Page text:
Wednesday, September 27, 2006
Maybe you've heard me complain endlessly about the meager pizza choices in our Jersey town. I'm frustrated, I'm bitter, I'm angry, I'm depressed, I'm incredulous that no one has bothered to make a decent pie within twelve miles of our home. But then I go and eat the local schlock anyway... because it's pizza, dammit, and who wants to go weeks without pizza?
Well, sign me up.
I'm done with the places around here, and I'm not joking this time. I am now willing to go weeks without pizza if it means sparing myself junky pies. I'm not happy about this -- pizza is convenient, it's cheap, and it's always readily available... plus, you know, I'm a tiny bit obsessed with it -- but my hand has been forced by too many crushing disappointments.
Tonight, however, at least restored my faith that someone in this country besides Margy and my mom is committed to pizza excellence. Of course this was across the river in NYC, at No. 28 on Carmine Street, but at this point that's what I'm dealing with: either traveling a little or begging Margy for the homemade goods.
I had heard about No. 28 from Enzo, who is well aware of my obsession and who knew I'd dig the place. I just assumed Margy and I would have to wait for a table, but the joint was hardly full when we arrived. (Seems most New Yorkers are just like most New Jerseyans and choose their pizzerias based on proximity rather than deliciousness.) Walking in, we saw a brick oven, we smelled burning embers, we got excited. We ordered a Margherita with buffalo mozzarella and a white pie with garlic and sopressata.
As we were waiting for our pizzas, a trio of young Neapolitans walked in and made themselves at home at one of the outdoor tables. We were treated to the wonderful sound of their local dialect, which was so thick and obscure to my ears that, though I speak decent conversational Italian, I could only understand the odd word here and there. We were not in the New Jersey suburbs.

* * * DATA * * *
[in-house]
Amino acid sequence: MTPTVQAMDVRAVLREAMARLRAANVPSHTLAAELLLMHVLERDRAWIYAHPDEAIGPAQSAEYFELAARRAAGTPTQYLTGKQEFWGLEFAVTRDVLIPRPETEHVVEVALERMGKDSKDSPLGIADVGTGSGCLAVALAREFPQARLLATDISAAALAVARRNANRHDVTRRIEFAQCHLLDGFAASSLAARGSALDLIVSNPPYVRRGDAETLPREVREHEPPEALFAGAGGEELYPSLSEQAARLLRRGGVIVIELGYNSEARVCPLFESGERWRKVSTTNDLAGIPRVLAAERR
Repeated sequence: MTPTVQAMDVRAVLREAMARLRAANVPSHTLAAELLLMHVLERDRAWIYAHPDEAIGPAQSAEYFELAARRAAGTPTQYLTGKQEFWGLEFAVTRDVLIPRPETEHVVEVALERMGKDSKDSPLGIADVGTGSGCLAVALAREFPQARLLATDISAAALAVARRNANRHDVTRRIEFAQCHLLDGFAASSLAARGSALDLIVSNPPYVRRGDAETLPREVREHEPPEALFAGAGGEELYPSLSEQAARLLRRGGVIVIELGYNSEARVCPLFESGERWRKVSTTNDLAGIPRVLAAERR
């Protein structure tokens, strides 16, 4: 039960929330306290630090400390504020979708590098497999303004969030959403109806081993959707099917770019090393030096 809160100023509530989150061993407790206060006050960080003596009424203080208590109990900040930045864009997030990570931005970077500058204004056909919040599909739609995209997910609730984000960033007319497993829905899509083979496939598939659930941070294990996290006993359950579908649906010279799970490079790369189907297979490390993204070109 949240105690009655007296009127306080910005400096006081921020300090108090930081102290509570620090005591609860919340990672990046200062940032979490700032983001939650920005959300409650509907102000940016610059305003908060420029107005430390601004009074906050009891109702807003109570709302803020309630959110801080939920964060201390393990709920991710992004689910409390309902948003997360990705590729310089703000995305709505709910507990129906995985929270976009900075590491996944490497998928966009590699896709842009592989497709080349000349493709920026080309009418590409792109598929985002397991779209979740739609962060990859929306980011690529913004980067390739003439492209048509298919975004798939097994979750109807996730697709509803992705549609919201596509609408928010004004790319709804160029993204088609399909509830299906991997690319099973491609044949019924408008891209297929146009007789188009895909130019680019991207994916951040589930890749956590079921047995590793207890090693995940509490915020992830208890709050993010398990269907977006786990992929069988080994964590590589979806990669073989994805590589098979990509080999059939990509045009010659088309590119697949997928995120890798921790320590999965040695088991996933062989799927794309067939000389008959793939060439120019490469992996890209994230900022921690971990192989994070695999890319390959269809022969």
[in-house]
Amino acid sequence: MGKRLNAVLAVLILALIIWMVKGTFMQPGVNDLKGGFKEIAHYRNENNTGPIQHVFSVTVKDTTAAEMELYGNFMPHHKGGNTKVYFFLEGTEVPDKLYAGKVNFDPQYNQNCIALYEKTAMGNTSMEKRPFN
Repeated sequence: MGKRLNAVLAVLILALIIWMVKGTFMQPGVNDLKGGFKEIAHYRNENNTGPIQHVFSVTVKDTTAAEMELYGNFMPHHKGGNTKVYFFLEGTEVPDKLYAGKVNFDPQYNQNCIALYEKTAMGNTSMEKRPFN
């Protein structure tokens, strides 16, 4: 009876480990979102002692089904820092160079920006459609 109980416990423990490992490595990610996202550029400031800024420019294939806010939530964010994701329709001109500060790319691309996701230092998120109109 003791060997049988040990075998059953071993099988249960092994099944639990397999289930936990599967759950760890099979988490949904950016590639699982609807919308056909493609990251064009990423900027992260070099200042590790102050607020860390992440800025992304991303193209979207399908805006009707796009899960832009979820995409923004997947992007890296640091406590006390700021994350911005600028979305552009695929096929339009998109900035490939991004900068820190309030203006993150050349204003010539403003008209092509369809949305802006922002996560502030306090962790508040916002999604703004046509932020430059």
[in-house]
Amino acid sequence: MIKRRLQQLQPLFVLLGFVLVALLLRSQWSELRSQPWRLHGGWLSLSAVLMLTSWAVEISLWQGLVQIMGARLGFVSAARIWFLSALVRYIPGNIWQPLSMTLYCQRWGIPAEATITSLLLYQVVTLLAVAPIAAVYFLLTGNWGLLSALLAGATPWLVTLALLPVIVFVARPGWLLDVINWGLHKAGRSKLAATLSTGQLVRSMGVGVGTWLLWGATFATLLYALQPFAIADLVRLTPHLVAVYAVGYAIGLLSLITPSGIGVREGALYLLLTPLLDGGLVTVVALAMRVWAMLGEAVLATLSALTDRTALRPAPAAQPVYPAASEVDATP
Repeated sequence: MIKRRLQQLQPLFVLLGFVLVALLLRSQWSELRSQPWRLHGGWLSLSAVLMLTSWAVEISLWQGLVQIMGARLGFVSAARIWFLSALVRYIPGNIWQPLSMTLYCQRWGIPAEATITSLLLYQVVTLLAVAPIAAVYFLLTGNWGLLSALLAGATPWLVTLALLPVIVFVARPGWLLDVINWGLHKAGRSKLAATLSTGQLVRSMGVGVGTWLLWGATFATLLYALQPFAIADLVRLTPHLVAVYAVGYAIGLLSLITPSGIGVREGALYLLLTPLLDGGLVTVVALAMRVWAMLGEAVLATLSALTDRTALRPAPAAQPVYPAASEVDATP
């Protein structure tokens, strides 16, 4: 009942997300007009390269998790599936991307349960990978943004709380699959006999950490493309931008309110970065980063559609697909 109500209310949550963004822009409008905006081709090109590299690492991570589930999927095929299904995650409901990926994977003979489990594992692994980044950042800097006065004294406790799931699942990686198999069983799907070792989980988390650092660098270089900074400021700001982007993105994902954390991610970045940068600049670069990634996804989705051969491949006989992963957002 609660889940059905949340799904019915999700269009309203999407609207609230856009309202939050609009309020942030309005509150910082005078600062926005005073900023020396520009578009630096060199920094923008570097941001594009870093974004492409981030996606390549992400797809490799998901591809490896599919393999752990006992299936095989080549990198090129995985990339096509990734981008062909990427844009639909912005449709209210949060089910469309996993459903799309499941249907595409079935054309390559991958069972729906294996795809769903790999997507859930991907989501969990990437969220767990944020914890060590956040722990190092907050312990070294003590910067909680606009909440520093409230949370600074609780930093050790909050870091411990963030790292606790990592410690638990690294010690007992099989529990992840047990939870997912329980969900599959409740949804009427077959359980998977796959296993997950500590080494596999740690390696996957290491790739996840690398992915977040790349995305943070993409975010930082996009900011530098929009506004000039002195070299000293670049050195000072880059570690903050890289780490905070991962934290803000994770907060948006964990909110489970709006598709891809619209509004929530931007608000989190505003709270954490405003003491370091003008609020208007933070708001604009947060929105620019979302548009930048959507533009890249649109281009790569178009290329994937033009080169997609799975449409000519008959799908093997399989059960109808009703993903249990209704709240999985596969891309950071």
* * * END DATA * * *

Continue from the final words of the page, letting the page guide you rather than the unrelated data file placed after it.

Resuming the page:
Again, that fact was borne out when the pizzas arrived. The first, most obvious good sign was burn marks on the crust. Aah, burn marks. All the ingredients were top notch, and there were very few of them -- another good sign. Pizza, to me, is not a depository for all my favorite meats and vegetables and cheeses; toppings are only there to support the most important component: the dough. And support it they did. The tomato sauce was fresh and bright, and the buffalo mozzarella was creamy and imparted just the right amount of dairy flavor. The garlic on the white pie made itself well known without being overpowering, and a bit of ricotta mellowed out the sopressata beautifully. The crust walked that delicate balance between crisp and chewy, offering a little bit of both.
It's no wonder that No. 28 has gained a "D.O.C." designation from the organization that recognizes proper Neapolitan, that is to say properly elemental, pizza. In that great miracle of culinary miracles, I got hungrier the more I ate, until my brain had to finally interfere and heed the stop signals that my stomach was refusing to send in such a blissed-out state.